With the unwelcome company of his archrival, Summer Court prankster Puck, and the infuriating cait sith Grimalkin, Ash begins a journey he is bound to see through to its end—a quest to find a way to honor his vow to stand by Meghan's side.

To survive in the Iron Realm, Ash must have a soul and a mortal body. But the tests he must face to earn these things are impossible. And along the way Ash learns something that changes everything. A truth that challenges his darkest beliefs and shows him that, sometimes, it takes more than courage to make the ultimate sacrifice."- summary from Amazon

I did it- I fulfilled my reading goal for November, which was to read the final three books of the Iron Fey series in preparation for this post! I was a bit worried about making it (I only had three days to get through Iron Knight), but Kagawa's world and characters are just so compelling that the books can be hard to put down.

I can tell you I've made a change through this reading. After finishing The Iron King, I was firmly on Team Puck and didn't know why anyone liked Ash, aside from the fact that he was hot. Starting The Iron Daughter, I was a bit bored because the first part mainly takes place in the Winter Court with Meghan pining after Ash. It wasn't until Puck came in that I really got into the story (the first part of Daughter is pretty much joke-free), but going through the books and seeing Ash open up more, especially in Iron Knight since it's told from his perspective, I can see why people would go for him. I am still Team Puck completely, but I have a better understanding now. Plus, since Meghan isn't with him, he can be mine. :)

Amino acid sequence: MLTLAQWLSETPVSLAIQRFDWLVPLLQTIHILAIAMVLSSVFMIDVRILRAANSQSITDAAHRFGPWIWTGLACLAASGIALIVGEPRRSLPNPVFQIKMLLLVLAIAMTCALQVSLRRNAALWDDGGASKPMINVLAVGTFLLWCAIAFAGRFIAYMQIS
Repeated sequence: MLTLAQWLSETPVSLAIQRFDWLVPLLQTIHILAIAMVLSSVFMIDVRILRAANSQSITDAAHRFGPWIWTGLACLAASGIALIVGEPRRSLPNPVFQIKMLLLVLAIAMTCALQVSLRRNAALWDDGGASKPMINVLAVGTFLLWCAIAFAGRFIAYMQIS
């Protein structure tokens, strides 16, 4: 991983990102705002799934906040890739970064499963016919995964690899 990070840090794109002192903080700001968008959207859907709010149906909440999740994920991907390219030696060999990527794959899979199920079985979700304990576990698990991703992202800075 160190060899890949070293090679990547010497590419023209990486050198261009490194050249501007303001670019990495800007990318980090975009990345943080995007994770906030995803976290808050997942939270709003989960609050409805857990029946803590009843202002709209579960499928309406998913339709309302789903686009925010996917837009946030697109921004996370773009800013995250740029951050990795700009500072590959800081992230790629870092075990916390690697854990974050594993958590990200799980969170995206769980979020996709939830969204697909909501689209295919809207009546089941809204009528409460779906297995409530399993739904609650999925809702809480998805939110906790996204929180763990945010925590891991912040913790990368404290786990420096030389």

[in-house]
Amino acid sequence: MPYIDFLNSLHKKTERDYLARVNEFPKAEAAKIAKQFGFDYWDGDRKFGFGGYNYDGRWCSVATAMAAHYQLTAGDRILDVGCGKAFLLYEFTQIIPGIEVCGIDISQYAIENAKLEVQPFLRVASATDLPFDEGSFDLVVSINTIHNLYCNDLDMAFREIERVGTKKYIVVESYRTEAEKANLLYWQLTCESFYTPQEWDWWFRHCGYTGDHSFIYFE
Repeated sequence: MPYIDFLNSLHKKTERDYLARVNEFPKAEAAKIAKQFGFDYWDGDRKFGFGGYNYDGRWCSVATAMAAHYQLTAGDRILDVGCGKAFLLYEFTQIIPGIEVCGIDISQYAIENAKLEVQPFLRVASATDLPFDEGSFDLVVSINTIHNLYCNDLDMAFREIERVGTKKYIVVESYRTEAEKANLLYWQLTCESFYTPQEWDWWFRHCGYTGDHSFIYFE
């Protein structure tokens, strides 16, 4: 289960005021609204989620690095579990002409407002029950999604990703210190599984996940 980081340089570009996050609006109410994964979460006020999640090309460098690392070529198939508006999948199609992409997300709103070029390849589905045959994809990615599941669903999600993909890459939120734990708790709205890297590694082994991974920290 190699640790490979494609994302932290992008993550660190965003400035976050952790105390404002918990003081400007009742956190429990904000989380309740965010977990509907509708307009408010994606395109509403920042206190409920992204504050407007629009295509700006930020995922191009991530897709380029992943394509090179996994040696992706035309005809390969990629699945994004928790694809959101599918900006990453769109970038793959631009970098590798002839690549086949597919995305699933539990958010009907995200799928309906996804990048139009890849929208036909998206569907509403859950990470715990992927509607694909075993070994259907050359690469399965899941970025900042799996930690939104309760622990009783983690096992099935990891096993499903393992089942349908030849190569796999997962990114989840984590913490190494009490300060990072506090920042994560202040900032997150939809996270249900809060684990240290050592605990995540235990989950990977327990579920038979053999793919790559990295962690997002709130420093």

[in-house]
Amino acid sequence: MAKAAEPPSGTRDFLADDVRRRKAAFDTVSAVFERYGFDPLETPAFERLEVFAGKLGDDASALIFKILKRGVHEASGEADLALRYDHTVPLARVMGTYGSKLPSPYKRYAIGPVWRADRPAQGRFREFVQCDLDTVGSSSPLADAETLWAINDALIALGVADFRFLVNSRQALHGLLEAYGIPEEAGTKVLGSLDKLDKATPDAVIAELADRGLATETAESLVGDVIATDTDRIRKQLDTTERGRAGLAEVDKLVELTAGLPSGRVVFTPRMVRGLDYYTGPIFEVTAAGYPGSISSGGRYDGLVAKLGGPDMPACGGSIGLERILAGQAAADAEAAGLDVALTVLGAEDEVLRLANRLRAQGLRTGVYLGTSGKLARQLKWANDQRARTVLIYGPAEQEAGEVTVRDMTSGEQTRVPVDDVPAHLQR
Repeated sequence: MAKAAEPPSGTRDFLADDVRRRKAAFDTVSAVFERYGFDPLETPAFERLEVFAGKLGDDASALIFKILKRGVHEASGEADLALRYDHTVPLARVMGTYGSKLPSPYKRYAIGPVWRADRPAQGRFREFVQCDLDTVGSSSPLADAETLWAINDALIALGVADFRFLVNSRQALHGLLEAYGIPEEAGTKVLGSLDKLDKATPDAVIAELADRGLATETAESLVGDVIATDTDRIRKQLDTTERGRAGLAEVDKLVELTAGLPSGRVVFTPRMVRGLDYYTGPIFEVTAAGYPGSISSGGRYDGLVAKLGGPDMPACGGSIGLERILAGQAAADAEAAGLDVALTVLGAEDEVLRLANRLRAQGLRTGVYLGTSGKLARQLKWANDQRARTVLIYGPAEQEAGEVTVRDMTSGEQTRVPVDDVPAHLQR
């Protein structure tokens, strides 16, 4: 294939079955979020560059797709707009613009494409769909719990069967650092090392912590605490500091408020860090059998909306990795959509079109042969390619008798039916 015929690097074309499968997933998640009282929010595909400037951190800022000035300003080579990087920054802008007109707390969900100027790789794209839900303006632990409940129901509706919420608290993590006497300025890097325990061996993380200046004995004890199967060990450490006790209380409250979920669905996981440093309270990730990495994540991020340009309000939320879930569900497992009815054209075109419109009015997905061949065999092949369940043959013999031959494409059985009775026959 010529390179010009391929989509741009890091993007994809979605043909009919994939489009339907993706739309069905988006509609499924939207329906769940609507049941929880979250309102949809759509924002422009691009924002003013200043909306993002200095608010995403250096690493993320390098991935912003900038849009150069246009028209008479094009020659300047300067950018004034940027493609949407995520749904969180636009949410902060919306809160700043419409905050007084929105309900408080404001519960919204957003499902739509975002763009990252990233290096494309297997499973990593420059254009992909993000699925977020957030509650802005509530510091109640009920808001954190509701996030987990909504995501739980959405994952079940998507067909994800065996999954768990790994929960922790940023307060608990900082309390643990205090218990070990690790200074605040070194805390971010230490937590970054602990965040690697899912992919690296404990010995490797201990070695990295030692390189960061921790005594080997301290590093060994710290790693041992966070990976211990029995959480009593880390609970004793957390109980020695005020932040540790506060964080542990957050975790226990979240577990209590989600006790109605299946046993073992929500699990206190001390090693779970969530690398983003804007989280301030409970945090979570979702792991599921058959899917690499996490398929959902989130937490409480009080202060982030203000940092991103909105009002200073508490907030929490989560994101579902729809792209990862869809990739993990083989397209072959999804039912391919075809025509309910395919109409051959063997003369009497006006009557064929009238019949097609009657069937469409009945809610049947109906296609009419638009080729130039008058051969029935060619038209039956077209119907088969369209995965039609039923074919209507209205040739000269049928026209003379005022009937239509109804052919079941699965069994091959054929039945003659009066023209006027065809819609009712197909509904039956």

Anyway, Kagawa really knows how to end a series and I'm very glad that the story was continued because I could not imagine it ending with Iron Queen. Learning more about Ash through him being the narrator really helped and the obstacles he goes through to be with Meghan are extremely dangerous and harrowing, which makes the reader really want to root for him. Some of the obstacles, mainly the ones in the Testing Grounds, are more introspective in a way and I like how Kagawa wrote the trials Ash had to go through to become human. But the part before the Testing Grounds (i.e. the gauntlet) really made me want to play Tomb Raider because it reminded me a bit of it, mainly in the beginning.